Allow investors to identify pools with high concentrations of loans that meet certain social criteria
By publishing insights at an index level, we seek to ensure consistency with the spirit of social investing, creating an investment vehicle that enables investors to express a preference for supporting socially oriented lending activities, rather than providing loan-level social disclosures that prioritize potential performance insights.
We do recognize the importance of understanding historical performance correlations with the proposed scores. Along with providing this disclosure on newly issued pools, we would plan to release this disclosure on historical pools to support the market in its analysis of historical performance relationships with the SCS and SDS.
Propose a solution for the industry
We seek to develop a solution that encourages more socially oriented lending across the mortgage industry. We have aimed to design the dimensions and criteria in the Social Index to encourage adoption by other Agency and non-Agency residential mortgage-backed securities issuers should they choose. We hope that broad industry adoption of this framework would create greater standardization for social investment in RMBS, amplify the impact of socially oriented lending, and further support mortgage consumers. While we envision beginning implementation with MBS, similar disclosure could be considered for CRT securities in the future.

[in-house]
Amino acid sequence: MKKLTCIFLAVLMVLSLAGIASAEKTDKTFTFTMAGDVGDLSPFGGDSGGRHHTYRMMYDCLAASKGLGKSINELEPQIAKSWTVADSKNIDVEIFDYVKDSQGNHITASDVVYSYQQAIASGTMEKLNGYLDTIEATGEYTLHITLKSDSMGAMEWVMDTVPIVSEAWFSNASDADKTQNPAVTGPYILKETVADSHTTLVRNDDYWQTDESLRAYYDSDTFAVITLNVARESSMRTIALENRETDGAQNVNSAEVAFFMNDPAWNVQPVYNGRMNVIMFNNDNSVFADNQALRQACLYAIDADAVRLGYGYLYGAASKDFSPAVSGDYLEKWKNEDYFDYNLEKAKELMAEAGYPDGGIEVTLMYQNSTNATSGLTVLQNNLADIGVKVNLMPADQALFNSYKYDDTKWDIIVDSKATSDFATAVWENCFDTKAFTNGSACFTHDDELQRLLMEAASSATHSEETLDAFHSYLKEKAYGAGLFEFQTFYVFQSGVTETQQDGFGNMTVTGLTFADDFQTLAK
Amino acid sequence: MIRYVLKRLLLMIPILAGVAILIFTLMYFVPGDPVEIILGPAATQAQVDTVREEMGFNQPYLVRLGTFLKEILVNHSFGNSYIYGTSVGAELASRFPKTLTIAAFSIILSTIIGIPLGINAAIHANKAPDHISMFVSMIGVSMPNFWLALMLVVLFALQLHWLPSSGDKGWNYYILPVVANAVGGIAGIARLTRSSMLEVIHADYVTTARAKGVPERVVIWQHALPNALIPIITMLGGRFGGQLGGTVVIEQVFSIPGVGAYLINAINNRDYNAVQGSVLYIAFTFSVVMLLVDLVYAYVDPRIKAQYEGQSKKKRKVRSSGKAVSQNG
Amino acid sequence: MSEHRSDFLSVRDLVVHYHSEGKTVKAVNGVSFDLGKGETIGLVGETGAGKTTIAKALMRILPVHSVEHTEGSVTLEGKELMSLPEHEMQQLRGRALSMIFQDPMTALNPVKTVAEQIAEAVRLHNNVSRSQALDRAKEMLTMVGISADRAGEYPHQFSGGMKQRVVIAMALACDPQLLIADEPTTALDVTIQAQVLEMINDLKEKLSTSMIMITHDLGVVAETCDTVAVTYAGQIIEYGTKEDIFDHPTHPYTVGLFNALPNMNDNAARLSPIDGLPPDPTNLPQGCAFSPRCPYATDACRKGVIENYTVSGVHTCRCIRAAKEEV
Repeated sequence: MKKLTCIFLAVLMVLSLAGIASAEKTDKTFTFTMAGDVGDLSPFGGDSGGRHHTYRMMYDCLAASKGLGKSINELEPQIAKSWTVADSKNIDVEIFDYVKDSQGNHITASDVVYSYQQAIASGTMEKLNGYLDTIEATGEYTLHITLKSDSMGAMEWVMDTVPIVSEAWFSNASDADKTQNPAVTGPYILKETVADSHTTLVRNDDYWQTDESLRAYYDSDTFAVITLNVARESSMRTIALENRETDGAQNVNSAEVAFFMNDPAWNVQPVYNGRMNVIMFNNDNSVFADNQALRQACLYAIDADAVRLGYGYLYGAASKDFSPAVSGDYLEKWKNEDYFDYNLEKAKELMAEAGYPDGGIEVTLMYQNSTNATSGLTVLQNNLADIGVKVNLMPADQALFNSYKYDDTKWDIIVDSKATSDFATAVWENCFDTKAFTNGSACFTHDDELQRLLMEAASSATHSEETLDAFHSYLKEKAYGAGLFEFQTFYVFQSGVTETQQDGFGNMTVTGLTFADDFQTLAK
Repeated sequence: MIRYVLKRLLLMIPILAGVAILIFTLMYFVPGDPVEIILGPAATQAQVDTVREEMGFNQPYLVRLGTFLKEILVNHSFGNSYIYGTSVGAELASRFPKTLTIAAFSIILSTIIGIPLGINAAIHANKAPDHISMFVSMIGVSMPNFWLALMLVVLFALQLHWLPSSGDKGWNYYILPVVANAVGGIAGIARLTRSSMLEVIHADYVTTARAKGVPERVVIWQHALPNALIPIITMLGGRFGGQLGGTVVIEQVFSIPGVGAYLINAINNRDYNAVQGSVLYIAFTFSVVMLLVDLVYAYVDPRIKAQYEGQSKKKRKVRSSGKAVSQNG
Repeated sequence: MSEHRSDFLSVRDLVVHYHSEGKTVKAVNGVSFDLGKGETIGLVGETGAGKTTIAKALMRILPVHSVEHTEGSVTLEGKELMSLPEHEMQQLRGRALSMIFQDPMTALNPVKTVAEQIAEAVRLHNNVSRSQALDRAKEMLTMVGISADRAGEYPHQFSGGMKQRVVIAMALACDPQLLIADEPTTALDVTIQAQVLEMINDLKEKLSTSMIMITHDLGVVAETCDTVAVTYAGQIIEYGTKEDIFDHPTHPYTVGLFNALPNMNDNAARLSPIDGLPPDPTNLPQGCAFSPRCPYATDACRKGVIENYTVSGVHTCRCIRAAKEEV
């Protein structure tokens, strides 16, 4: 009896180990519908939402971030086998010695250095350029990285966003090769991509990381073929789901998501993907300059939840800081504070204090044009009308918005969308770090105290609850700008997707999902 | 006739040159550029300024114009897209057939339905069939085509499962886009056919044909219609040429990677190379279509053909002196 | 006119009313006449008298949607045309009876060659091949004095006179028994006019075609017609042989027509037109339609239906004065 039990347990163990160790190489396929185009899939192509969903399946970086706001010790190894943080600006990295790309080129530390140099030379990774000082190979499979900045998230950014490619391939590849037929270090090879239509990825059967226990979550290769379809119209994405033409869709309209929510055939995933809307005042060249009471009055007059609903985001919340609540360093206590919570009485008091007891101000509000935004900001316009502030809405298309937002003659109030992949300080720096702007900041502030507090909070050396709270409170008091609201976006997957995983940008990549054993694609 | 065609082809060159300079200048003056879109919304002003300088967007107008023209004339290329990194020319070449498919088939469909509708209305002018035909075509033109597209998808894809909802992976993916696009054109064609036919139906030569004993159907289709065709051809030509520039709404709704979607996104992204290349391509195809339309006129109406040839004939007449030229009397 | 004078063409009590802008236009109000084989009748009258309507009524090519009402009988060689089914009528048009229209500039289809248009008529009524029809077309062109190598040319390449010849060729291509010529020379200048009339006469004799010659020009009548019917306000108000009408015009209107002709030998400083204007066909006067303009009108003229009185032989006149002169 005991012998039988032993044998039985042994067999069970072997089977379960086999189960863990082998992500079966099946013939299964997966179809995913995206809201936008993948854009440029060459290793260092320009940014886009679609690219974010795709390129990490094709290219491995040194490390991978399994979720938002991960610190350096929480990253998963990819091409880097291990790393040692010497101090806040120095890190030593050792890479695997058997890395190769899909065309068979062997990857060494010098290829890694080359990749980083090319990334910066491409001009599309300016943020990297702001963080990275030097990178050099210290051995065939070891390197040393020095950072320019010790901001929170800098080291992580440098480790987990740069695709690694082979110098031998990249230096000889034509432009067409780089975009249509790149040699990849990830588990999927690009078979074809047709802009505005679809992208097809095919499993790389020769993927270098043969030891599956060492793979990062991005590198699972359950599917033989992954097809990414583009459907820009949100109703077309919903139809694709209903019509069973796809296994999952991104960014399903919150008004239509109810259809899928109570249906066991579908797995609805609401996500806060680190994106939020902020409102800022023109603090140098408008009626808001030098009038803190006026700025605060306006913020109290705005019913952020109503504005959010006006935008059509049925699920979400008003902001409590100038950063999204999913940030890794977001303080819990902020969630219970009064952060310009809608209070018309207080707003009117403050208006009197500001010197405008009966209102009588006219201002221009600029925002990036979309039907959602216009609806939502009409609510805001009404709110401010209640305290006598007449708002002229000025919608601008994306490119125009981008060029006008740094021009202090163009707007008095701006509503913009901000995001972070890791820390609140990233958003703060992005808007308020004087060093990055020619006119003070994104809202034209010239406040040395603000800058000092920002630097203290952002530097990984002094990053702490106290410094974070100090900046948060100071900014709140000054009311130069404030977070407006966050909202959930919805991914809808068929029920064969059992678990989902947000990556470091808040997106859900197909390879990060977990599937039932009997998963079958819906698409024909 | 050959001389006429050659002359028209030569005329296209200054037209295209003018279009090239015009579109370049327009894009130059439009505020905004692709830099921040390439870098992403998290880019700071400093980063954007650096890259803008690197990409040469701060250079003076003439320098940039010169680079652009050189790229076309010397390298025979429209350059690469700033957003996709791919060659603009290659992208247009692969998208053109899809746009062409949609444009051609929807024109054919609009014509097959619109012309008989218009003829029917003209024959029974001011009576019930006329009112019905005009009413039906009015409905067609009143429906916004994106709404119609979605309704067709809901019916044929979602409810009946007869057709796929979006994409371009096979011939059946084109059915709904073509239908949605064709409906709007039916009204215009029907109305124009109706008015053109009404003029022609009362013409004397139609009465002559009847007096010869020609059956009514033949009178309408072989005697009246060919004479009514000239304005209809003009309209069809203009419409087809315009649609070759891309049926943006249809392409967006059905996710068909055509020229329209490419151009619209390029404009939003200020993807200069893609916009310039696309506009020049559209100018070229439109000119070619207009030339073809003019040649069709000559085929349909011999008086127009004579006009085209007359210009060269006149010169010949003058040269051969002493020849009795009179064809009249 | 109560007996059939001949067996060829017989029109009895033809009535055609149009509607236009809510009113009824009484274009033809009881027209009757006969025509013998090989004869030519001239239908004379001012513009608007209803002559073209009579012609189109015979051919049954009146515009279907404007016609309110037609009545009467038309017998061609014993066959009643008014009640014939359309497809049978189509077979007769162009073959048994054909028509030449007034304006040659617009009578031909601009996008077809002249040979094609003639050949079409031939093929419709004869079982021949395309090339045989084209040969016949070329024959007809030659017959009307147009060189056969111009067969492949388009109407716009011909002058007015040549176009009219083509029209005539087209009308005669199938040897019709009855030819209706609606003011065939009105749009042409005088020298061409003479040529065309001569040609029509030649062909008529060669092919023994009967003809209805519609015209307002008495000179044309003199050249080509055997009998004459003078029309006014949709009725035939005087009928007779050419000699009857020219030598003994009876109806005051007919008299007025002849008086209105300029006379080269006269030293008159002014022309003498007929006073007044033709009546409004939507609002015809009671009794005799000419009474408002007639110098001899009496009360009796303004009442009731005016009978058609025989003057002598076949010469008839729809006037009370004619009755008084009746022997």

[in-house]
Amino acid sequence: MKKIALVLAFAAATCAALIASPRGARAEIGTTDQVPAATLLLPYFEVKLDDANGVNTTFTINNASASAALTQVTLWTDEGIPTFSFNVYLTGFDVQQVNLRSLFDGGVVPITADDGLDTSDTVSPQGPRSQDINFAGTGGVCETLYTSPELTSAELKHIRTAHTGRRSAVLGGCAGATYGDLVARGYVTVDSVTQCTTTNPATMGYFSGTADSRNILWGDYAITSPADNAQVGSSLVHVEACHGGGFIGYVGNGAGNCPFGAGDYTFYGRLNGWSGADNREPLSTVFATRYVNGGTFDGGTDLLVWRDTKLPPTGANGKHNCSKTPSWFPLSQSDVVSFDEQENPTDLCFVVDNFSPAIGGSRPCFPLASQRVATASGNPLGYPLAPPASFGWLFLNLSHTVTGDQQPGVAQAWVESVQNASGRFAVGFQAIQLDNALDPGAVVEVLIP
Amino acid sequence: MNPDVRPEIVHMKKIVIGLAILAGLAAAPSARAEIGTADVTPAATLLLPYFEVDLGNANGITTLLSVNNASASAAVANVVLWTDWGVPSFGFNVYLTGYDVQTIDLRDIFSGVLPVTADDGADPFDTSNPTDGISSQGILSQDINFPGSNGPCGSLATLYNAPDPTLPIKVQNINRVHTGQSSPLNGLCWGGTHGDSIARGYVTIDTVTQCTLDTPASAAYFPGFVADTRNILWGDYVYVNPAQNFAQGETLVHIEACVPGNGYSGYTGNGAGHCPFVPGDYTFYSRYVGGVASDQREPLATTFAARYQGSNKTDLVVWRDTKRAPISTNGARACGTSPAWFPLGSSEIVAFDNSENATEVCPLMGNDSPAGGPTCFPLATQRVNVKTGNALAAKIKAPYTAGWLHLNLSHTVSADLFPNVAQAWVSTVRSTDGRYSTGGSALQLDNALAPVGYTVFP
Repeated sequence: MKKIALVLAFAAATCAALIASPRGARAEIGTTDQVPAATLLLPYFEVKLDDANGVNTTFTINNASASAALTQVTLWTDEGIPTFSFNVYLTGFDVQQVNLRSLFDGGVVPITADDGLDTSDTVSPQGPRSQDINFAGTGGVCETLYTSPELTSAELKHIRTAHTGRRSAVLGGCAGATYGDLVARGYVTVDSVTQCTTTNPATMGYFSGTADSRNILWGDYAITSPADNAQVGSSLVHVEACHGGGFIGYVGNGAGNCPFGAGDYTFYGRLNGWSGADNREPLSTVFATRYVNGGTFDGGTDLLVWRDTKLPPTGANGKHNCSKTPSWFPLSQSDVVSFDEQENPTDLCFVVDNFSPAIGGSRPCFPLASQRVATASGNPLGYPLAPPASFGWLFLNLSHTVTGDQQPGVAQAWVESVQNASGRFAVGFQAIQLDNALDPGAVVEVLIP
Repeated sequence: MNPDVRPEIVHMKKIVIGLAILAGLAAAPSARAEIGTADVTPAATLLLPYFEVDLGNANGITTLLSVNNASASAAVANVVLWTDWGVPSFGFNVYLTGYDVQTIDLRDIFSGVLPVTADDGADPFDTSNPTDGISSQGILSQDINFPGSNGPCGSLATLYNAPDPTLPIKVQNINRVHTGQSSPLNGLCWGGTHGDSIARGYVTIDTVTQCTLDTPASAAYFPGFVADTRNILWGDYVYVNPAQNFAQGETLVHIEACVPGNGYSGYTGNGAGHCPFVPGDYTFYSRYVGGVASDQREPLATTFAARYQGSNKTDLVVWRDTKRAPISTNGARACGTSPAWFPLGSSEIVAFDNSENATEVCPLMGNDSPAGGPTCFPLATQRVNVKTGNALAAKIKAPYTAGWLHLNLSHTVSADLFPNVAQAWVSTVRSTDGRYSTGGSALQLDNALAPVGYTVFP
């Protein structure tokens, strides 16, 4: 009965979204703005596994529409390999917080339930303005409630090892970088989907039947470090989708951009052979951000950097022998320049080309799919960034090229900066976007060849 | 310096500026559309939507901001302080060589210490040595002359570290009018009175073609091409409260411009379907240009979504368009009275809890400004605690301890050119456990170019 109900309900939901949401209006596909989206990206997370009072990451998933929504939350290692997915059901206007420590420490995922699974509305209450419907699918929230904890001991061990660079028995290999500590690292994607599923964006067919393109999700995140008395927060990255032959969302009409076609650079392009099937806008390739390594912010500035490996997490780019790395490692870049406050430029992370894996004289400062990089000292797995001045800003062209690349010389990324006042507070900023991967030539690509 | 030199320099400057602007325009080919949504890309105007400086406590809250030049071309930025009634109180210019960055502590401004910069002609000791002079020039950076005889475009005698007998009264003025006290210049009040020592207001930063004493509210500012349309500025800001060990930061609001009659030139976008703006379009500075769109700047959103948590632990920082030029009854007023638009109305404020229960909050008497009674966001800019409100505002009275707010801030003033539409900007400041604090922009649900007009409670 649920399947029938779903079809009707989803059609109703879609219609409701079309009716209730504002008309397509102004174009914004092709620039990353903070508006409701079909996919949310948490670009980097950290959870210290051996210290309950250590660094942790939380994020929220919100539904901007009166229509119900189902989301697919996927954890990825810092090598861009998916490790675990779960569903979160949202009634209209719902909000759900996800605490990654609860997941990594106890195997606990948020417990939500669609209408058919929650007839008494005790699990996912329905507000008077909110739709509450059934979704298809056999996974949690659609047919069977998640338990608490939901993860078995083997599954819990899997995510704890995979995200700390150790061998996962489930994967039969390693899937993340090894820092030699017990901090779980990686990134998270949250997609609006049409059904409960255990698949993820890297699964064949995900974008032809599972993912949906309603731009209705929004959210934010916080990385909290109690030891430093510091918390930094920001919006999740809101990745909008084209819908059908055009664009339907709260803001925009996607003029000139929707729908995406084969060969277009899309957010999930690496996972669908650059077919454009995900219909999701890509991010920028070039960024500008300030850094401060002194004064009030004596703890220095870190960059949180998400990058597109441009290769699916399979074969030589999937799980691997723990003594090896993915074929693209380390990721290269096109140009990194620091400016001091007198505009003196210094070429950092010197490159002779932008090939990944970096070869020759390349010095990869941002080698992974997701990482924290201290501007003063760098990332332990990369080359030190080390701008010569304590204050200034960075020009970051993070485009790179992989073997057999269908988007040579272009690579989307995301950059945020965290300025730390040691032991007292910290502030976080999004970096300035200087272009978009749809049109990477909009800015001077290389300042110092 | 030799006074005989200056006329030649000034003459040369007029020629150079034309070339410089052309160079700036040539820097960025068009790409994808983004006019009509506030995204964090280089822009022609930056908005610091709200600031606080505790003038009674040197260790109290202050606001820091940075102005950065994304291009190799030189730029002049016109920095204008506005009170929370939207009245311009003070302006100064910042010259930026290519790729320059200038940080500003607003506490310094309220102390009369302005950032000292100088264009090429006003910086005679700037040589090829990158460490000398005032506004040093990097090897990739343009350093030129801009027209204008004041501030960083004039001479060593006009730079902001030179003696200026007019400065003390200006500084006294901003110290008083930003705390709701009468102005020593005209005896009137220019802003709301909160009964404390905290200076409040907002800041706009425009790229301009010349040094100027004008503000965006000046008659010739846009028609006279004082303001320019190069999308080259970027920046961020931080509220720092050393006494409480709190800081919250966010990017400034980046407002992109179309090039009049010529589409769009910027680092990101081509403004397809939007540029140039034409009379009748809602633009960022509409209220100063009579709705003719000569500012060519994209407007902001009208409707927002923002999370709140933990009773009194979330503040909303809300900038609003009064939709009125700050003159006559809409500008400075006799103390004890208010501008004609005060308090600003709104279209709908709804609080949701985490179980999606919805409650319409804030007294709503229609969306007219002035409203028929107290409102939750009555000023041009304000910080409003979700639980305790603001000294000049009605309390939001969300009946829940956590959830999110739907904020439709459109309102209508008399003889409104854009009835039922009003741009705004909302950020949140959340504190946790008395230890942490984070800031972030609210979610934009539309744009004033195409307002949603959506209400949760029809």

In addition to supporting investors in determining which pools may meet their socially minded investment criteria, the Social Index could provide a thoughtful roadmap for issuers to bring labeled Single-Family Social Bonds to market with an approach that protects borrower privacy while seeking to meet investors' desire for expanded social disclosure.
Our desire with this proposed solution is to develop the most responsible way to provide investors with insights while reducing the potential impacts on the privacy of the mortgage consumer, and to ensure industry alignment. Helpful conversations with investors and other market participants have influenced the proposed design of the Single-Family Social Index. With the release of this Perspective and Social Index methodology we aim to engage with investors and other MBS issuers to solicit feedback over the coming months prior to implementation and will work with FHFA to address investor and issuer feedback ahead of and pending FHFA approval.